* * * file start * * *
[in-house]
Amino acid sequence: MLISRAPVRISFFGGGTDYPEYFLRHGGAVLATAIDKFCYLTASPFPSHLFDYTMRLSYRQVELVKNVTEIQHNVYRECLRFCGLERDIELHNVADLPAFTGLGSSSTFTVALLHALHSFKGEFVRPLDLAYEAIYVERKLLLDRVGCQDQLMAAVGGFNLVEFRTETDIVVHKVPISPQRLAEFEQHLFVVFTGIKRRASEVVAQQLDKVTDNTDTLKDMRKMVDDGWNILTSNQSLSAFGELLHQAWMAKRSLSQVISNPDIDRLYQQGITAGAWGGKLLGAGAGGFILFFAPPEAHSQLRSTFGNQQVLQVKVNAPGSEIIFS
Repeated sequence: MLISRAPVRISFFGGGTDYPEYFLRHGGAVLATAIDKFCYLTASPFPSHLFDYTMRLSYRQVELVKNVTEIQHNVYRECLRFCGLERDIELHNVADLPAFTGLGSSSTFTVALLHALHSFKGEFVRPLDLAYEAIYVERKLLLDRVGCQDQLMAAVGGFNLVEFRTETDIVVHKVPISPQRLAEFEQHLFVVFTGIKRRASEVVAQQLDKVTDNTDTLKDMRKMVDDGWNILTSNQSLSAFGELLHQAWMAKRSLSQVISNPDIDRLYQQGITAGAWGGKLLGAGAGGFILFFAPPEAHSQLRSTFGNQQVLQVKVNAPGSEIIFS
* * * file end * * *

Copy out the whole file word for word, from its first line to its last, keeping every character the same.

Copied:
[in-house]
Amino acid sequence: MLISRAPVRISFFGGGTDYPEYFLRHGGAVLATAIDKFCYLTASPFPSHLFDYTMRLSYRQVELVKNVTEIQHNVYRECLRFCGLERDIELHNVADLPAFTGLGSSSTFTVALLHALHSFKGEFVRPLDLAYEAIYVERKLLLDRVGCQDQLMAAVGGFNLVEFRTETDIVVHKVPISPQRLAEFEQHLFVVFTGIKRRASEVVAQQLDKVTDNTDTLKDMRKMVDDGWNILTSNQSLSAFGELLHQAWMAKRSLSQVISNPDIDRLYQQGITAGAWGGKLLGAGAGGFILFFAPPEAHSQLRSTFGNQQVLQVKVNAPGSEIIFS
Repeated sequence: MLISRAPVRISFFGGGTDYPEYFLRHGGAVLATAIDKFCYLTASPFPSHLFDYTMRLSYRQVELVKNVTEIQHNVYRECLRFCGLERDIELHNVADLPAFTGLGSSSTFTVALLHALHSFKGEFVRPLDLAYEAIYVERKLLLDRVGCQDQLMAAVGGFNLVEFRTETDIVVHKVPISPQRLAEFEQHLFVVFTGIKRRASEVVAQQLDKVTDNTDTLKDMRKMVDDGWNILTSNQSLSAFGELLHQAWMAKRSLSQVISNPDIDRLYQQGITAGAWGGKLLGAGAGGFILFFAPPEAHSQLRSTFGNQQVLQVKVNAPGSEIIFS